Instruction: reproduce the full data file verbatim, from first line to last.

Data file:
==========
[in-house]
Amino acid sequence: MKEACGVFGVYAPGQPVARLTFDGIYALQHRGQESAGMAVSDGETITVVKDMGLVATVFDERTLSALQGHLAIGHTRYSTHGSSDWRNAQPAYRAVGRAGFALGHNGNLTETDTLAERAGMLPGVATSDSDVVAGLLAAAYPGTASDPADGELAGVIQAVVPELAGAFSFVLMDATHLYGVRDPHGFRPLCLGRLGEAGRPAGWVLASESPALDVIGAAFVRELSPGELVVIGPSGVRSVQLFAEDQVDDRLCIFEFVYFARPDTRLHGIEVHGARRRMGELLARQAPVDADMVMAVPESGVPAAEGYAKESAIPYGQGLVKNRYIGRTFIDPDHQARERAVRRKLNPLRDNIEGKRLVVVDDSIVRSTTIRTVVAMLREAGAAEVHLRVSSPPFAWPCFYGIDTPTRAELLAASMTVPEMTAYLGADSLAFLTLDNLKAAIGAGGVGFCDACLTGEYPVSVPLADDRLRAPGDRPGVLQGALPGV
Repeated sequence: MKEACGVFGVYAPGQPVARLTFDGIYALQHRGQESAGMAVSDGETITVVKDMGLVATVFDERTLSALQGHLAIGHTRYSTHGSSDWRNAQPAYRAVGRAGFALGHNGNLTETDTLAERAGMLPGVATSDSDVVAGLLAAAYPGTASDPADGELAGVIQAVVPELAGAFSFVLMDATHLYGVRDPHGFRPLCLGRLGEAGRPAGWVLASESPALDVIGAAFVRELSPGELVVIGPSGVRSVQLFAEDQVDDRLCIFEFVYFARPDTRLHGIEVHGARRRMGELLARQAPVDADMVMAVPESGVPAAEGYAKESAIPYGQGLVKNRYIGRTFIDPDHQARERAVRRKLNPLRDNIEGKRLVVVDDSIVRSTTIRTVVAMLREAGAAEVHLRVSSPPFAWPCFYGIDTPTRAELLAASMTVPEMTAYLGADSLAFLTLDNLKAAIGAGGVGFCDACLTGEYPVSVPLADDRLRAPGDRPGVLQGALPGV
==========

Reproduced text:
[in-house]
Amino acid sequence: MKEACGVFGVYAPGQPVARLTFDGIYALQHRGQESAGMAVSDGETITVVKDMGLVATVFDERTLSALQGHLAIGHTRYSTHGSSDWRNAQPAYRAVGRAGFALGHNGNLTETDTLAERAGMLPGVATSDSDVVAGLLAAAYPGTASDPADGELAGVIQAVVPELAGAFSFVLMDATHLYGVRDPHGFRPLCLGRLGEAGRPAGWVLASESPALDVIGAAFVRELSPGELVVIGPSGVRSVQLFAEDQVDDRLCIFEFVYFARPDTRLHGIEVHGARRRMGELLARQAPVDADMVMAVPESGVPAAEGYAKESAIPYGQGLVKNRYIGRTFIDPDHQARERAVRRKLNPLRDNIEGKRLVVVDDSIVRSTTIRTVVAMLREAGAAEVHLRVSSPPFAWPCFYGIDTPTRAELLAASMTVPEMTAYLGADSLAFLTLDNLKAAIGAGGVGFCDACLTGEYPVSVPLADDRLRAPGDRPGVLQGALPGV
Repeated sequence: MKEACGVFGVYAPGQPVARLTFDGIYALQHRGQESAGMAVSDGETITVVKDMGLVATVFDERTLSALQGHLAIGHTRYSTHGSSDWRNAQPAYRAVGRAGFALGHNGNLTETDTLAERAGMLPGVATSDSDVVAGLLAAAYPGTASDPADGELAGVIQAVVPELAGAFSFVLMDATHLYGVRDPHGFRPLCLGRLGEAGRPAGWVLASESPALDVIGAAFVRELSPGELVVIGPSGVRSVQLFAEDQVDDRLCIFEFVYFARPDTRLHGIEVHGARRRMGELLARQAPVDADMVMAVPESGVPAAEGYAKESAIPYGQGLVKNRYIGRTFIDPDHQARERAVRRKLNPLRDNIEGKRLVVVDDSIVRSTTIRTVVAMLREAGAAEVHLRVSSPPFAWPCFYGIDTPTRAELLAASMTVPEMTAYLGADSLAFLTLDNLKAAIGAGGVGFCDACLTGEYPVSVPLADDRLRAPGDRPGVLQGALPGV